Of course, none of the critics of the memo note that the numerical portion of the date “24,1947.” is offset from the September and done with a different typewriter. Bush’s office always put a period after the date. Rarely did Truman’s. George Elsey, who worked for Roosevelt at the White House and then for Truman during his entire term in office, told me that most of what a President signs is prepared by other people and sometimes the documents have to have the date typed later when it is clear which date is appropriate. He could find no reason to say the EBD, TFM, or CTM were fraudulent. Truman was very busy at that time as the New National Security apparatus was being installed, the USAF was separated from the Army, the CIA was created from the Central Intelligence Group, etc. etc. Why would a hoaxer use two different typewriters and put a period after the date? Forgers normally do as little as possible to call attention to idiosyncrasies in the forgeries — whether paintings or documents.

Other critics of the signature claim, based on Albert S. Osborne’s book "Questioned Documents,” that no two signatures are alike. Actually, Osborne said that one could have identical signatures, just not consecutively. After the 1948 election Truman commented to a family member that he was signing 500 thank-you notes an hour.

Some were surely identical to others. Klass had even claimed the Osborne book was published in 1978, when it would have covered Xeroxing, when it fact it was published in 1910 and the chapter involved is entitled “Traced Forgeries.”


In Ref. 2 I provided a list of more than 37 facts not known to be true until after the EBD, TFM, and CTM had been received or found. A lot were trivial such as the date given, August 1, 1950, for Smith having permanently replaced the deceased Forrestal as an MJ-12 member. I obtained from the Truman Library the fact that that was the only date when Truman and Smith met during a many-month period of time before Smith succeeded Hillenkoetter as DCI. They had not provided that information to anyone else.

The CTM has neither a signature nor /s/ as do the other two memos we had from Cutler to Twining. Cutler was out of the country on that date, so could not have signed any letter. However, he left detailed instructions with James Lay, Exec. Sec. of the NSC, to keep things moving out of his basket while he was gone. I published that letter and the one from Lay to Cutler while Cutler was overseas saying he was taking care of things, in Ref. 2. It took me two years to get the
latter via mandatory classification review through the Ike Library as it was still classified when I found a withdrawal sheet noting it. I had also discovered that earlier that day (July 14, 1954) Lay had met with Ike and they had a phone conversation at around 4:30 PM. George Elsey told me that Lay and Cutler worked very closely together and Lay would certainly have sent a brief note for Cutler to Twining making a trivial change in schedule. How did the forger know NOT to sign the memo nor use /s/ since it was some time after the discovery of the CTM that Robert Todd found the memo from Cutler to Lay saying he would be gone??? Todd is strongly opposed to Roswell, MJ-12, Bill Moore, Jaime Shandera, Jesse Marcel, etc. It is also interesting that the Cutler-Lay memo underlines a few words as does the CTM. This is uncommon in documents of that era, but apparently was used by Lay and Cutler about NSC matters.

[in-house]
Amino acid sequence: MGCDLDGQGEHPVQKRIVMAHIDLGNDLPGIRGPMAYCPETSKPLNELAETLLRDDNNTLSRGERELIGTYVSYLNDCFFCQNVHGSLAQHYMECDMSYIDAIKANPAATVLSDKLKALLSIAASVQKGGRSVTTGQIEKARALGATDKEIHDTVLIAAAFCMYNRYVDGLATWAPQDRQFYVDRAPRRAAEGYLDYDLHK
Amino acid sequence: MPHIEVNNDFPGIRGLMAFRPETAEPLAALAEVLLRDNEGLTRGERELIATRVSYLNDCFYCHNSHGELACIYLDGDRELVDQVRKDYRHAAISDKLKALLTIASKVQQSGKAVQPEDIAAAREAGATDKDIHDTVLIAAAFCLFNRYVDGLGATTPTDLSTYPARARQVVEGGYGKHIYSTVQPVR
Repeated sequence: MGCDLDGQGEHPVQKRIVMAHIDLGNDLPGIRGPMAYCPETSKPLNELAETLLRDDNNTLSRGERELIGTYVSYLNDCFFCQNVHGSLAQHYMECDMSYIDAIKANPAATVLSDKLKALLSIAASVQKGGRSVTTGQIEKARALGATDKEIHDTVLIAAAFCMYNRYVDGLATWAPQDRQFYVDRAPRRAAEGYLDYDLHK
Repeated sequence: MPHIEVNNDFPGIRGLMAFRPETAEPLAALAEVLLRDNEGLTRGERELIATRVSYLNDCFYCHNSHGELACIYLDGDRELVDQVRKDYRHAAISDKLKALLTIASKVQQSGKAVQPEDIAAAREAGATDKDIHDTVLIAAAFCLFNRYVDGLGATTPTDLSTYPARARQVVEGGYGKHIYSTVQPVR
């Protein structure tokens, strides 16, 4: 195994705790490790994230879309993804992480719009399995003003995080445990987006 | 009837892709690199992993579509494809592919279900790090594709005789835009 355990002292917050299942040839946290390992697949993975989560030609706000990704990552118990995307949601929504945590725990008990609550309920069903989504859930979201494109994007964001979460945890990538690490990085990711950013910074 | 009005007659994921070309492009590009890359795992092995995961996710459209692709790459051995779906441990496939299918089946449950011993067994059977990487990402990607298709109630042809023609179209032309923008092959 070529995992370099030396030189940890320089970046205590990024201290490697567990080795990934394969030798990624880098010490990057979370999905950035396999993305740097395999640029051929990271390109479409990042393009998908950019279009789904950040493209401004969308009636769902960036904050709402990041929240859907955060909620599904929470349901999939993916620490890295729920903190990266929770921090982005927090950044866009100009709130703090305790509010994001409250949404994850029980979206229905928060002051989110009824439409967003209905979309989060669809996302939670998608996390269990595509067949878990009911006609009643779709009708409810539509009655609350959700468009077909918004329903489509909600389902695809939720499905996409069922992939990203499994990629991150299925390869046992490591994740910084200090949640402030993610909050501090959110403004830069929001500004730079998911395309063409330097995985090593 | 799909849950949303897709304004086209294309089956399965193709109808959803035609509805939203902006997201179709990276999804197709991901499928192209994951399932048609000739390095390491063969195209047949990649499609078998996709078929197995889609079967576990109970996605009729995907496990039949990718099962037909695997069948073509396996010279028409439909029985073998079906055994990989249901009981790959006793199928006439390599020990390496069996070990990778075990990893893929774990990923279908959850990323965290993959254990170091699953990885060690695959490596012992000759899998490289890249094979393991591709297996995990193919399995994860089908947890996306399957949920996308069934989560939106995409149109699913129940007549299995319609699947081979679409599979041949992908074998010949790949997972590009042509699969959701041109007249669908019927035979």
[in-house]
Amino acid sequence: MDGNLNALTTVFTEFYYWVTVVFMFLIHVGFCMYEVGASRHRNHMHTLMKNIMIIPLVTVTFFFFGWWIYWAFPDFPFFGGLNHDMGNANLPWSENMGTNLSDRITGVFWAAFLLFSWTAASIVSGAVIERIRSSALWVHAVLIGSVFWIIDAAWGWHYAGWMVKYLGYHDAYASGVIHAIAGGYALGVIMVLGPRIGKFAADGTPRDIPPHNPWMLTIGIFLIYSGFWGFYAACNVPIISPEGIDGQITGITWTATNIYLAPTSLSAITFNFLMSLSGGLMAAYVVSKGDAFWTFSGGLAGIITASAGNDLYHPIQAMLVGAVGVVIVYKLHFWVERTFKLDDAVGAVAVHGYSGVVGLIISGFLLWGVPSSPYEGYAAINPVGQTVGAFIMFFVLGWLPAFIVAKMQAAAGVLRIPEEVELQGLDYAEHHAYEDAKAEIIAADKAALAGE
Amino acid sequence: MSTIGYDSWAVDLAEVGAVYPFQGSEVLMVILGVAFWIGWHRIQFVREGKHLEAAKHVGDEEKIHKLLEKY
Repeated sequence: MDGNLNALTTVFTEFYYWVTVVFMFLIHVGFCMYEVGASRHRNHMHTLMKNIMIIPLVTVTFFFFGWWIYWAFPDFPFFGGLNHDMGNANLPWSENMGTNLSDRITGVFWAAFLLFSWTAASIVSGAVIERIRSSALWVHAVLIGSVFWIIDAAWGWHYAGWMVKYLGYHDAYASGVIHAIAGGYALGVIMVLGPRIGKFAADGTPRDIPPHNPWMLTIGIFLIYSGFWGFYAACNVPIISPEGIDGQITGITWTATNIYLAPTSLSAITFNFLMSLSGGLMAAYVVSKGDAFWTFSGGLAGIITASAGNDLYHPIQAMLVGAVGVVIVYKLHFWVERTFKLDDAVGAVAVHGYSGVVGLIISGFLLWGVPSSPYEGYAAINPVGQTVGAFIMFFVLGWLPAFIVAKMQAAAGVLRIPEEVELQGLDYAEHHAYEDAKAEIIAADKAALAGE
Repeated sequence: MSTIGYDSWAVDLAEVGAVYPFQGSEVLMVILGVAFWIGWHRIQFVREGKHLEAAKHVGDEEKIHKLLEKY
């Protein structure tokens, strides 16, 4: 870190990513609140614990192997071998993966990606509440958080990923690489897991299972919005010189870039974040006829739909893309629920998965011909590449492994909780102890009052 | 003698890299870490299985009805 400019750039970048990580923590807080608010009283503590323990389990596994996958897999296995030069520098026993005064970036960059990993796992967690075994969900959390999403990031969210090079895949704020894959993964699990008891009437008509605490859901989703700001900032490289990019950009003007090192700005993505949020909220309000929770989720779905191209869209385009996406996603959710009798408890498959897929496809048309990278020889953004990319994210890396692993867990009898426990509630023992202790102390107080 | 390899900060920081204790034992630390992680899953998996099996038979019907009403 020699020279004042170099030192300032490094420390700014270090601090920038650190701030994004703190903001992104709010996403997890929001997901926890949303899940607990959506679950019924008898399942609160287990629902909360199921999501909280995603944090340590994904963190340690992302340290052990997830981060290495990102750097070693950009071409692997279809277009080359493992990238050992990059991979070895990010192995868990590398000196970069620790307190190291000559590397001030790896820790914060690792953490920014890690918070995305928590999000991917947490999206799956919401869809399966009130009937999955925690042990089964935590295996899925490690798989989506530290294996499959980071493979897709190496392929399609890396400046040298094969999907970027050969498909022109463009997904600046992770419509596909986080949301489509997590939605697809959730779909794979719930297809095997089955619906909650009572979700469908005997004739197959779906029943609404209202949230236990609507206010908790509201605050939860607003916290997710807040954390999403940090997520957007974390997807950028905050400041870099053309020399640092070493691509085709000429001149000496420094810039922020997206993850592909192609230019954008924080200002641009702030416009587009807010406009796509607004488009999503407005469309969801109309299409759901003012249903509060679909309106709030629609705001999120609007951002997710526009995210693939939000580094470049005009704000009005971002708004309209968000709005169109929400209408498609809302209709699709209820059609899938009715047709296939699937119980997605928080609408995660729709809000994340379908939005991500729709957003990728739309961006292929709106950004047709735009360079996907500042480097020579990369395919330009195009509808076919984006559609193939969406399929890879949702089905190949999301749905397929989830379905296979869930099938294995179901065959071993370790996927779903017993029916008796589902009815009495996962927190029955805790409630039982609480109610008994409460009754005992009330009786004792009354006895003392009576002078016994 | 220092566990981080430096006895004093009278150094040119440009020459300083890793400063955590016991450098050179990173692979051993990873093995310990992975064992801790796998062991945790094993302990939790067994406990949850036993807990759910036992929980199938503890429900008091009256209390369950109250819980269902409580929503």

The EBD says that the detailed investigation of Roswell began on July 7, 1947. Several years AFTER its receipt, in a newly declassified box of General Twining’s papers, I found his flight log which shows that he indeed flew to New Mexico from Dayton on July 7, 1947. This was confirmed by his pilot’s flight log as well, also found much later. How did anybody know that date fit?

Some people have complained that anybody could have found out what I did about Menzel prior to receipt of the EBD. Yes, of course, the documents were sitting at the Harvard Archives. But it took three signatures, including his wife’s, for me to gain access. No evidence has been claimed or put forth that anybody else had looked at the papers before I had. Some have even falsely suggested that I noted the letters to Kennedy, etc., at the readily accessible APL Menzel UFO Correspondence file. They weren’t there. No permission signatures were required for that access. I am reminded of people who claim “I could have bought that land for a song 25 years ago.” — but they hadn’t.